And he walked out into the desert, and listened to the wind on the sand, which made voices. And the sand told him stories, many stories, of towns and temples which had once raised their heads above the dunes, and which were now dust. It told of mighty rivers which had long since turned to wisps of vapour in the dun-coloured wastes, and of kings and armies whose feet had trod it, of caravans bearing jewels and silks, gold and spices, which had crossed it in times so long gone by that no book recorded their memories. And it told of even older tales, of times when even the desert was young. But it did not tell him what he wanted to know.
So he asked it then, “What can you tell me about how to evade death? For that is what I wish to know, not the tales of those who have succumbed to it in your bosom.”
And the sands rustled and shifted, and finally an answer came.
“The desert does not know aught of immortality. But if you walk east across the dunes, straight towards the rising sun, you will eventually find a mountain which reaches to the sky. At the foot of that mountain, you will see a hut made of sun dried brick where there had once been an oasis and now there is none. In that hut you will find one who is not fully alive, but is not yet one of the dead. Ask her, and she may be able to give you your answer.”
So, without spending further time listening to the voices of the sands, the young man struck out across the desert in the direction of the rising sun. Days passed, and then more days, and he became thin and sunburnt as the desert itself. Even more days passed around him, until he felt he had become one of the drifting grains of sand. And still he walked on.
And then at last he came to the mountain at whose foot was the dried up oasis, by the side of which a hut of crumbling bricks hunched like a the shell of a long dead tortoise. There he found something so wizened and shrivelled that he could not be certain whether it still lived. But he remembered what the desert had said, and bowed deep before the thing.
“Old Mother,” he said, “I come seeking the secret of immortality. And I am certain that you, who are so old that even the desert defers to you, can tell me of it.”
And the old thing bent her skeletal head. “Although I am old,” she said, in a voice like the memory of a whisper borne away by the wind, “I am only a child compared to the world, and the sun and moon and stars. But go you to the top of that mountain, which was old and the world was young, and you will find, at its very peak, an opening to the depths of the earth. Perhaps there you will find your answer.”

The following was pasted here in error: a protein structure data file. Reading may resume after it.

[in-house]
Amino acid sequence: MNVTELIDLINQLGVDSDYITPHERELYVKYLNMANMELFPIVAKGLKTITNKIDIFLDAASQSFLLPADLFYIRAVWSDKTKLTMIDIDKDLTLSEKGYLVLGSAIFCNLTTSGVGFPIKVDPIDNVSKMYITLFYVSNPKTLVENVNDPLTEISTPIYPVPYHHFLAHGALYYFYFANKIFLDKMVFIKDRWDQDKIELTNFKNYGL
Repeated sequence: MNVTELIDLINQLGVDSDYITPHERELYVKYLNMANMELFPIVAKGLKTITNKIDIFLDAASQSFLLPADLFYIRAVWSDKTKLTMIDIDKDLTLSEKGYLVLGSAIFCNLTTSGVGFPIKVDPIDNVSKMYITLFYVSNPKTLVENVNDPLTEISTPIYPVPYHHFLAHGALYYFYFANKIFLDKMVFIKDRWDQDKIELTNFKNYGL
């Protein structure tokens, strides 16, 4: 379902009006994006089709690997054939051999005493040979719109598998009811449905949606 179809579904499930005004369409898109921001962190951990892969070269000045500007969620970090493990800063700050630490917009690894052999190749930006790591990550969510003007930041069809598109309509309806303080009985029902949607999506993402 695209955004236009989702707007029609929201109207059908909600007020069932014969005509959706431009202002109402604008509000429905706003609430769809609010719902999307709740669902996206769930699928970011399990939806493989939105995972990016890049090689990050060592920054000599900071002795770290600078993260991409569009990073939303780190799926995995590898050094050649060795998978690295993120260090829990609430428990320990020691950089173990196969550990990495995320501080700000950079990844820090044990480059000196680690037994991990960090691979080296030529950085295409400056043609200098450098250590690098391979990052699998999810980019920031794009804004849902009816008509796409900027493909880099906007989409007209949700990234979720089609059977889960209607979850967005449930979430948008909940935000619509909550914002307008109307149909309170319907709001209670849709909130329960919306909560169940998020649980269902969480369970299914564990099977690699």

The young man thanked her and was about to leave, when she raised a hand as insubstantial as a dried twig. “Remember this, young man,” she said, “that I have not gone up to the mountain top, for I have no desire to live forever. Even my own life, long as it has been, is intolerable to me.”
“Why is that, Old Mother?” the young man asked.
“Think of what immortality means,” the ancient woman whispered. “Everything you know, all you ever loved, will fade away. If you hold a woman in your arms, tomorrow she will be a memory, and the children she bears you will be a memory the day after. Even the very nation that you were born into, the mountains and rivers you knew, will ultimately crumble away to dust. And if you get to know and love a new world, it will pass swiftly in its turn, and leave you weary with grief and despair.”
“But all that will happen anyway,” the young man said, “whether one evades death or not, one’s friends and lovers will fade away and die, and the only way one can avoid that is to die before they do. Thank you, Old Mother, but I will go to the mountain.”
“If you are so determined,” she whispered, “then I will not try to turn you from your way.”
So, bowing to her, the young man began climbing the mountain. It was a long and weary climb, and the stones were sharp and jagged enough to rip his skin through his clothes, so that he painted the rocks with his blood, and still he climbed on. The nights were so cold that he felt as though the mountain would be split apart, and he with it, and he cowered in whatever crevice he could find for shelter. But the morning came, as always, and he climbed on.